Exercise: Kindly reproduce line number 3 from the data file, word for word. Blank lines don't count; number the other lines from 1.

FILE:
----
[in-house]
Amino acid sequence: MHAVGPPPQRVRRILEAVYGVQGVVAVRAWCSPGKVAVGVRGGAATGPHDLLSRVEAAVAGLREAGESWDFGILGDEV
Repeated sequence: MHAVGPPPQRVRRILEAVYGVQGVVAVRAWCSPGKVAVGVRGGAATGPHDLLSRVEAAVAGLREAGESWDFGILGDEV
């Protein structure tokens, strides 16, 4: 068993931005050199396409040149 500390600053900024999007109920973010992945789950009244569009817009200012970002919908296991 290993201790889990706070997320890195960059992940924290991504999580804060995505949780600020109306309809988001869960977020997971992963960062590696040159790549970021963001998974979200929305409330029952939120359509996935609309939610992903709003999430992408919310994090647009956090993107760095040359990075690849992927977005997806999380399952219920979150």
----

Repeated sequence: MHAVGPPPQRVRRILEAVYGVQGVVAVRAWCSPGKVAVGVRGGAATGPHDLLSRVEAAVAGLREAGESWDFGILGDEV